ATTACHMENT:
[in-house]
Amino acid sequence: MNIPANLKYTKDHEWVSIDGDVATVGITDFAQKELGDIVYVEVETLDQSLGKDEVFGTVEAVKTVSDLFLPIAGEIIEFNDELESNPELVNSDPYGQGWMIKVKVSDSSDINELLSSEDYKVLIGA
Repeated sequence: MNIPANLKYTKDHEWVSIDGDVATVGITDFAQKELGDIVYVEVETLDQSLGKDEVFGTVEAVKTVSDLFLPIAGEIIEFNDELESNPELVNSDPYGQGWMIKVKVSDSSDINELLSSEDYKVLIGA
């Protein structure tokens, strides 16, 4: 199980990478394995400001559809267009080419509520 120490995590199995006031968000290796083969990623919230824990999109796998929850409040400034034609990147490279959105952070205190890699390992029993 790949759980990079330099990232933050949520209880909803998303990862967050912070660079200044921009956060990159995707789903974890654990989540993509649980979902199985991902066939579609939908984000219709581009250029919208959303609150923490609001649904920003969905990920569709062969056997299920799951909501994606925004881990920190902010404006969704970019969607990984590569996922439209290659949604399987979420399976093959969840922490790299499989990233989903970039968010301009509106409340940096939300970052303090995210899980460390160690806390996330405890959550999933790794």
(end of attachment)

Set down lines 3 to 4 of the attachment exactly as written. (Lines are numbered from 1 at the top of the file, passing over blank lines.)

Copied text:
Repeated sequence: MNIPANLKYTKDHEWVSIDGDVATVGITDFAQKELGDIVYVEVETLDQSLGKDEVFGTVEAVKTVSDLFLPIAGEIIEFNDELESNPELVNSDPYGQGWMIKVKVSDSSDINELLSSEDYKVLIGA
């Protein structure tokens, strides 16, 4: 199980990478394995400001559809267009080419509520 120490995590199995006031968000290796083969990623919230824990999109796998929850409040400034034609990147490279959105952070205190890699390992029993 790949759980990079330099990232933050949520209880909803998303990862967050912070660079200044921009956060990159995707789903974890654990989540993509649980979902199985991902066939579609939908984000219709581009250029919208959303609150923490609001649904920003969905990920569709062969056997299920799951909501994606925004881990920190902010404006969704970019969607990984590569996922439209290659949604399987979420399976093959969840922490790299499989990233989903970039968010301009509106409340940096939300970052303090995210899980460390160690806390996330405890959550999933790794």